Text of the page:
King Charles III, 74, has already adjusted well to his new role as monarch following the death of his mother, Her Majesty the Queen, in September 2022, and ahead of his coronation on 6 May 2023. But will the King inherit his mother's royal birthday tradition?
Everyone would love to celebrate two birthdays a year, but the privilege was formerly exclusively reserved for the Queen. Her Majesty celebrated it twice: her actual birth date on 21 April and her official birthday in June at Trooping the Colour – but why? And will Charles, who was born 14 November, follow suit?
Will King Charles have two birthdays?
Yes, Buckingham Palace has confirmed that the King will be celebrating an official birthday this June, just like the Queen did throughout her 70 year reign. The Palace announced that the King would be celebrating his first official birthday on Saturday 17 June 2023 through the traditional Trooping of the Colour celebrations.
"The Sovereign's birthday is officially celebrated by the ceremony of Trooping the Colour (King's Birthday Parade)," its statement read. "In 2023, this impressive display of pageantry will take place on Saturday 17th June by Regiments of the Household Division, on Horse Guards Parade, with His Majesty The King attending and taking the salute."
Charles' official birthday follows his celebration of his actual birthday in November 2022, when he turned 74, and also will follow his coronation, which is taking place on 6 May 2023, and the celebrations planned to enjoy that event - such as the coronation concert and bank holiday Monday Big Help Out.
Why will King Charles have two birthdays?
Historically, official celebrations to mark a sovereign's birthday have often been held on a day other than their actual birthday. This is usually true when their actual birthday does not land in the summer months. The reason, in typical British fashion, comes down to the weather.
In order to properly celebrate the monarchs birthday with the Trooping of the Colour ceremony and birthday parade, good weather is a must, and so the decision is taken to hold the celebration in June hoping we will be lucky with the weather. The fact that neither the Queen nor Charles' birthdays occur within June month means nothing to the organisation of this big day for a time which (hopefully) sees good weather.
Who was the first monarch to have two birthdays?
The decision to let the monarch celebrate their birthday twice a year was not started by Queen Elizabeth II. In fact, the tradition started all the way back in 1748 with George II, who was like Charles born in chilly November. Instead of risking his subjects (and himself) catching a cold through holding a birthday parade in his honour on 10 November, King George II decided to combine his birthday celebration with the annual spring parade known as Trooping the Colour.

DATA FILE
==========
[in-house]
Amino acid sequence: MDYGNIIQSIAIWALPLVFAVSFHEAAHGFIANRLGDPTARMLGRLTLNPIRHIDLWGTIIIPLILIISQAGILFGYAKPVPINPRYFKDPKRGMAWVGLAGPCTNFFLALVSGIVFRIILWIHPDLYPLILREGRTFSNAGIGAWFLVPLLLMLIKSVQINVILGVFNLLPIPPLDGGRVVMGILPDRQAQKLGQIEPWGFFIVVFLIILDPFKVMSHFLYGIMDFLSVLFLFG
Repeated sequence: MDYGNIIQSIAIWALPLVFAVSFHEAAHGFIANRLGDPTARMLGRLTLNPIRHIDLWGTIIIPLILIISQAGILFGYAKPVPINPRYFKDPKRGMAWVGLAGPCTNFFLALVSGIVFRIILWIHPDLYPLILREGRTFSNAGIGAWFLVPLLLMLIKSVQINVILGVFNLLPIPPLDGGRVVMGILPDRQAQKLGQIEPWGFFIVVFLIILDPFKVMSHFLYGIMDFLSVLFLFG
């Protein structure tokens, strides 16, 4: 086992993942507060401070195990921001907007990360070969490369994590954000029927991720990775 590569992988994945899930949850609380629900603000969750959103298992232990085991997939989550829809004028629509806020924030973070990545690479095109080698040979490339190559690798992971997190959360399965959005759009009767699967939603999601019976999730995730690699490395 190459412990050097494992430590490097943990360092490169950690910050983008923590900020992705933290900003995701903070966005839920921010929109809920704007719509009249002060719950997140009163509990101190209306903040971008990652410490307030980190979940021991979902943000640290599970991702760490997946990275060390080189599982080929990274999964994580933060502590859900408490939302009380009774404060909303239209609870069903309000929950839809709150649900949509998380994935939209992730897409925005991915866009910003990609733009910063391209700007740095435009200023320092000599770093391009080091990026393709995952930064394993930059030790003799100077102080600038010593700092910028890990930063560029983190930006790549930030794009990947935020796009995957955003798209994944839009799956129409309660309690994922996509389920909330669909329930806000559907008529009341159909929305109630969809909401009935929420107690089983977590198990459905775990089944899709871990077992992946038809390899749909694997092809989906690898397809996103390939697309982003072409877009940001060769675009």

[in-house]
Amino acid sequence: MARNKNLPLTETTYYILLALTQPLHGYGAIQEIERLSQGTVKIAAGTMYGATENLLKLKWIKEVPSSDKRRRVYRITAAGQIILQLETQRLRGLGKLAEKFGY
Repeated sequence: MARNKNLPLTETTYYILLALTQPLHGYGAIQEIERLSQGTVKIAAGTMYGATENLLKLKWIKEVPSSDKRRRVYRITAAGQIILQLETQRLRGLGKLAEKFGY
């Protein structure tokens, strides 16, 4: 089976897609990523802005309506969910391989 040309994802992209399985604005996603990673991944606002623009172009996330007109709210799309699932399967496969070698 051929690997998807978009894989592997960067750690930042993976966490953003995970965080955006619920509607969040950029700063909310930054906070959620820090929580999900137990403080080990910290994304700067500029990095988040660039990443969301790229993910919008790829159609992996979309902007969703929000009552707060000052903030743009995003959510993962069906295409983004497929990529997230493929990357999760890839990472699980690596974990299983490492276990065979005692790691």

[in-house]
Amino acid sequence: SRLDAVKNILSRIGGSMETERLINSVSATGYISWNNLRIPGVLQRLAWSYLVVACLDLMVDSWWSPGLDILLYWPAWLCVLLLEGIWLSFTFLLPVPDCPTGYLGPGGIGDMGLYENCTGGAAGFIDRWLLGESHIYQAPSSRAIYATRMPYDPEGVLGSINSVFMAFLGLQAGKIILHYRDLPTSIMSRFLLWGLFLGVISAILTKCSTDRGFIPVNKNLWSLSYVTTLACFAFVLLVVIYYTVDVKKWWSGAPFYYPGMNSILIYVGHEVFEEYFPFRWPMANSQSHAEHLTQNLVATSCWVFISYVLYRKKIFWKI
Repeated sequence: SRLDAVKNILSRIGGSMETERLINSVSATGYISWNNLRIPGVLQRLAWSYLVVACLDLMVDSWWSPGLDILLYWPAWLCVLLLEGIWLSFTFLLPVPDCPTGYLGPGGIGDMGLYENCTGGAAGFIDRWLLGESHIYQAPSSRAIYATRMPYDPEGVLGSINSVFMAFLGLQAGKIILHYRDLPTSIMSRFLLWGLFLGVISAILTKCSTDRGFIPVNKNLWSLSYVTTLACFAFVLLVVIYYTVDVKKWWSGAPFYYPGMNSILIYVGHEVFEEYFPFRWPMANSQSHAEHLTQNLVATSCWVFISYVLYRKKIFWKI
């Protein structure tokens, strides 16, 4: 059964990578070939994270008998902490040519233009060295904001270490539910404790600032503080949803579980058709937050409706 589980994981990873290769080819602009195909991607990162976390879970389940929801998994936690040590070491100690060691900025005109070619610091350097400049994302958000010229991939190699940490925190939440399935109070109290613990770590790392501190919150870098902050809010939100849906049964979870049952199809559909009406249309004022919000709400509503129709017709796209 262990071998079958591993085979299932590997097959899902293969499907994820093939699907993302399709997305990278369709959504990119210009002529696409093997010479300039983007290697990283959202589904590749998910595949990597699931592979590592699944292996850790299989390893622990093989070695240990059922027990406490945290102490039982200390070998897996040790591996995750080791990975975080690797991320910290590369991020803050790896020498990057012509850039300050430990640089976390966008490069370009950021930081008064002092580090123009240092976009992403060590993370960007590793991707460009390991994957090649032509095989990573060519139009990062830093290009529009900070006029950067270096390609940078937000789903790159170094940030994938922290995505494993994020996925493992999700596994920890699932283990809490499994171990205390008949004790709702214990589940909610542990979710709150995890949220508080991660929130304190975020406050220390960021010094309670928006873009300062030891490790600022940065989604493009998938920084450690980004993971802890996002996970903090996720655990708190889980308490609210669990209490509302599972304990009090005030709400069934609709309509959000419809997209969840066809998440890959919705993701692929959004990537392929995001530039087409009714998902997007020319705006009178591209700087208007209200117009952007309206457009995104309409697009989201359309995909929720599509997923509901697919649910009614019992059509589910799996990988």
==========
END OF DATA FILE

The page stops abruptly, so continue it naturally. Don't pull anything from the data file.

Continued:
From then on, the tradition of the monarch celebrating their birthday twice, once on their birthday, and officially on the day of the Trooping of the Colour was born. The Trooping of the Colour itself originates from the time of King Charles II.
What is the Trooping of the Colour?
The Trooping of the Colour parade is a military parade which provides the monarch with a chance to inspect their personal troops, the Household Division, on Horse Guards Parade in London. More than 1,400 officers take part as well as 200 horses and over 400 musicians from ten bands. In the past, royal family members including Prince William, King Charles, Princess Anne and even Queen Elizabeth II have participated on horseback. It is unknown whether Charles plans to appear on horseback for his own parade now that he King.
Why do they call it Trooping of the Colour?
On the day, the royals will travel in procession via horse-drawn carriage from Buckingham Palace, along The Mall to Horse Guards Parade, to Whitehall and then back again. When the King arrives at Horse Guards Parade, he will then be greeted by a royal salute and inspect the troops. The band also performs a musical troop as the regimental flag – or colour – is carried down the ranks, hence the event's name.
The King will then be driven back to Buckingham Palace as the head of his Guards. The royal family will later stand on the balcony of Buckingham Palace to greet crowds and watch a spectacular RAF flypast. This is a chance for younger members of the family to make an appearance, as they wouldn't take part in the morning carriage procession until they are a bit older.
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